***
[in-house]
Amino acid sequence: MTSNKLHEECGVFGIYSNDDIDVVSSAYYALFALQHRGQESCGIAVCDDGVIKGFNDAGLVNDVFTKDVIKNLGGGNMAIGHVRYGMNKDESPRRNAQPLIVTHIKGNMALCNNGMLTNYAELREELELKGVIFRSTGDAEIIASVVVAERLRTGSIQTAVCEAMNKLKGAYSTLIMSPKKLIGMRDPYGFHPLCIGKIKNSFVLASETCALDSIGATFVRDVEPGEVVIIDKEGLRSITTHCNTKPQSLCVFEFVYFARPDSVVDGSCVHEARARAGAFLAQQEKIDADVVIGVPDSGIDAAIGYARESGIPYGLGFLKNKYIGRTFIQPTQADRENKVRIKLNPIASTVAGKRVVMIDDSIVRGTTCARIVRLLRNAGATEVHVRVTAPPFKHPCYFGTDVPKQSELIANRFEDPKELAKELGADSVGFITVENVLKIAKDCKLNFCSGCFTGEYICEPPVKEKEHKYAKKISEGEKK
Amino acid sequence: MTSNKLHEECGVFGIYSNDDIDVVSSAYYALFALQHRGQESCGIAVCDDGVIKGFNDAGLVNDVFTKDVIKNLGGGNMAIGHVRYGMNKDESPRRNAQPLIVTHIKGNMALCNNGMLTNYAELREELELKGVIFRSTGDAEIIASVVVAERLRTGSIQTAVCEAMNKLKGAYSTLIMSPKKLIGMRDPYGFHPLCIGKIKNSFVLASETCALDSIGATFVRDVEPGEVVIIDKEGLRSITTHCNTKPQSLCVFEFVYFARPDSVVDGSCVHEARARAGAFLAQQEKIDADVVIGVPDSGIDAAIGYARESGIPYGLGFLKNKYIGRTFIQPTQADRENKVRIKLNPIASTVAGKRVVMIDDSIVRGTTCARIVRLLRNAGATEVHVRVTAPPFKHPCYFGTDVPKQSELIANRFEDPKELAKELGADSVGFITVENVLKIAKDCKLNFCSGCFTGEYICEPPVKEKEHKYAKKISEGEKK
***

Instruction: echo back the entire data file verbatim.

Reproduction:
[in-house]
Amino acid sequence: MTSNKLHEECGVFGIYSNDDIDVVSSAYYALFALQHRGQESCGIAVCDDGVIKGFNDAGLVNDVFTKDVIKNLGGGNMAIGHVRYGMNKDESPRRNAQPLIVTHIKGNMALCNNGMLTNYAELREELELKGVIFRSTGDAEIIASVVVAERLRTGSIQTAVCEAMNKLKGAYSTLIMSPKKLIGMRDPYGFHPLCIGKIKNSFVLASETCALDSIGATFVRDVEPGEVVIIDKEGLRSITTHCNTKPQSLCVFEFVYFARPDSVVDGSCVHEARARAGAFLAQQEKIDADVVIGVPDSGIDAAIGYARESGIPYGLGFLKNKYIGRTFIQPTQADRENKVRIKLNPIASTVAGKRVVMIDDSIVRGTTCARIVRLLRNAGATEVHVRVTAPPFKHPCYFGTDVPKQSELIANRFEDPKELAKELGADSVGFITVENVLKIAKDCKLNFCSGCFTGEYICEPPVKEKEHKYAKKISEGEKK
Amino acid sequence: MTSNKLHEECGVFGIYSNDDIDVVSSAYYALFALQHRGQESCGIAVCDDGVIKGFNDAGLVNDVFTKDVIKNLGGGNMAIGHVRYGMNKDESPRRNAQPLIVTHIKGNMALCNNGMLTNYAELREELELKGVIFRSTGDAEIIASVVVAERLRTGSIQTAVCEAMNKLKGAYSTLIMSPKKLIGMRDPYGFHPLCIGKIKNSFVLASETCALDSIGATFVRDVEPGEVVIIDKEGLRSITTHCNTKPQSLCVFEFVYFARPDSVVDGSCVHEARARAGAFLAQQEKIDADVVIGVPDSGIDAAIGYARESGIPYGLGFLKNKYIGRTFIQPTQADRENKVRIKLNPIASTVAGKRVVMIDDSIVRGTTCARIVRLLRNAGATEVHVRVTAPPFKHPCYFGTDVPKQSELIANRFEDPKELAKELGADSVGFITVENVLKIAKDCKLNFCSGCFTGEYICEPPVKEKEHKYAKKISEGEKK